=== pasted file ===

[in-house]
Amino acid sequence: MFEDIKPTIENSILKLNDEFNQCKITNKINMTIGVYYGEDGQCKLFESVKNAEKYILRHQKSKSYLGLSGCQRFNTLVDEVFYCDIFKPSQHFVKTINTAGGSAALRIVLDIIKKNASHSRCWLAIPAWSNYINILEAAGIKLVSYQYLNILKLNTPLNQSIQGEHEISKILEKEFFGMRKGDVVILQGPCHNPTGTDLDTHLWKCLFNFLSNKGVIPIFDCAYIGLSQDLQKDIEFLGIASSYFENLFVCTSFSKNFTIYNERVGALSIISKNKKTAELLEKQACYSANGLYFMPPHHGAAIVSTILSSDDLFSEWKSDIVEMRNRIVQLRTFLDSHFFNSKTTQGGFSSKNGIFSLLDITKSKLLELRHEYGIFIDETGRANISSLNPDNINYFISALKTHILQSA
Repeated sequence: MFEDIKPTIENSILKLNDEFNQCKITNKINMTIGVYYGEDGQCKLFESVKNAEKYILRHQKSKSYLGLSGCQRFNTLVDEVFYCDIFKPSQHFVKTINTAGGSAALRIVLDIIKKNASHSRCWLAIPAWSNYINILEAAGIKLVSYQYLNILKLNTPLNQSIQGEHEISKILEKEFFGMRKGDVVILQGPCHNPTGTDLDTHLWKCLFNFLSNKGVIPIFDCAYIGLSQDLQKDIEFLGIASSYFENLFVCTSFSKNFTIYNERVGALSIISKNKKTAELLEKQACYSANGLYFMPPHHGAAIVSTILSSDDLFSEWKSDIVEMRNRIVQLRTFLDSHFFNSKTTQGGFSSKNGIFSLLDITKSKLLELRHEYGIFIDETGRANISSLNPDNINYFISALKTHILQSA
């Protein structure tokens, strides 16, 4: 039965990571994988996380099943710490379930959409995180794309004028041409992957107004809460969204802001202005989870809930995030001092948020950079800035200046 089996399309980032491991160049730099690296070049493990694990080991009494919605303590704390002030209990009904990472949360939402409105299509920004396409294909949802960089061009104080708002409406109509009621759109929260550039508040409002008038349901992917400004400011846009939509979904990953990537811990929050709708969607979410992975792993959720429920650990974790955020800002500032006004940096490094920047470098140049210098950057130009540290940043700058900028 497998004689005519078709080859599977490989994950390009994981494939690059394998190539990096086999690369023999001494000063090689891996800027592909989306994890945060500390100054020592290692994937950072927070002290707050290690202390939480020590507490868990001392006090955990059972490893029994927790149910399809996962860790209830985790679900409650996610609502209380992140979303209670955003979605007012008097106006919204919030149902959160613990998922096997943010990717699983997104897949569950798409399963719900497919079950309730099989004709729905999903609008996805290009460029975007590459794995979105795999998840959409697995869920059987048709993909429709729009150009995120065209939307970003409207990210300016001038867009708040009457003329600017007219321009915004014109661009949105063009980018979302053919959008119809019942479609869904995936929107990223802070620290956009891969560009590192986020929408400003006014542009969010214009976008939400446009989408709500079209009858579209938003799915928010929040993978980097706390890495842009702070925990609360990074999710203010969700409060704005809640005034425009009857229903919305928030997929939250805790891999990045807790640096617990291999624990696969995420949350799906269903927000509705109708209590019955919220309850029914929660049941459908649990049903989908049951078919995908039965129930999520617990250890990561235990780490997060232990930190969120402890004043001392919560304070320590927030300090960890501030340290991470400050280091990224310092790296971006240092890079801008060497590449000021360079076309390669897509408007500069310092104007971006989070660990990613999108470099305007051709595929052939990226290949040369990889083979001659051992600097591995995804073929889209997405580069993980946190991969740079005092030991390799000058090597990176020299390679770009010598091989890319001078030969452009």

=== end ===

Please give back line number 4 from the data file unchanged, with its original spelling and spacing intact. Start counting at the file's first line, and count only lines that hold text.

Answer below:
């Protein structure tokens, strides 16, 4: 039965990571994988996380099943710490379930959409995180794309004028041409992957107004809460969204802001202005989870809930995030001092948020950079800035200046 089996399309980032491991160049730099690296070049493990694990080991009494919605303590704390002030209990009904990472949360939402409105299509920004396409294909949802960089061009104080708002409406109509009621759109929260550039508040409002008038349901992917400004400011846009939509979904990953990537811990929050709708969607979410992975792993959720429920650990974790955020800002500032006004940096490094920047470098140049210098950057130009540290940043700058900028 497998004689005519078709080859599977490989994950390009994981494939690059394998190539990096086999690369023999001494000063090689891996800027592909989306994890945060500390100054020592290692994937950072927070002290707050290690202390939480020590507490868990001392006090955990059972490893029994927790149910399809996962860790209830985790679900409650996610609502209380992140979303209670955003979605007012008097106006919204919030149902959160613990998922096997943010990717699983997104897949569950798409399963719900497919079950309730099989004709729905999903609008996805290009460029975007590459794995979105795999998840959409697995869920059987048709993909429709729009150009995120065209939307970003409207990210300016001038867009708040009457003329600017007219321009915004014109661009949105063009980018979302053919959008119809019942479609869904995936929107990223802070620290956009891969560009590192986020929408400003006014542009969010214009976008939400446009989408709500079209009858579209938003799915928010929040993978980097706390890495842009702070925990609360990074999710203010969700409060704005809640005034425009009857229903919305928030997929939250805790891999990045807790640096617990291999624990696969995420949350799906269903927000509705109708209590019955919220309850029914929660049941459908649990049903989908049951078919995908039965129930999520617990250890990561235990780490997060232990930190969120402890004043001392919560304070320590927030300090960890501030340290991470400050280091990224310092790296971006240092890079801008060497590449000021360079076309390669897509408007500069310092104007971006989070660990990613999108470099305007051709595929052939990226290949040369990889083979001659051992600097591995995804073929889209997405580069993980946190991969740079005092030991390799000058090597990176020299390679770009010598091989890319001078030969452009």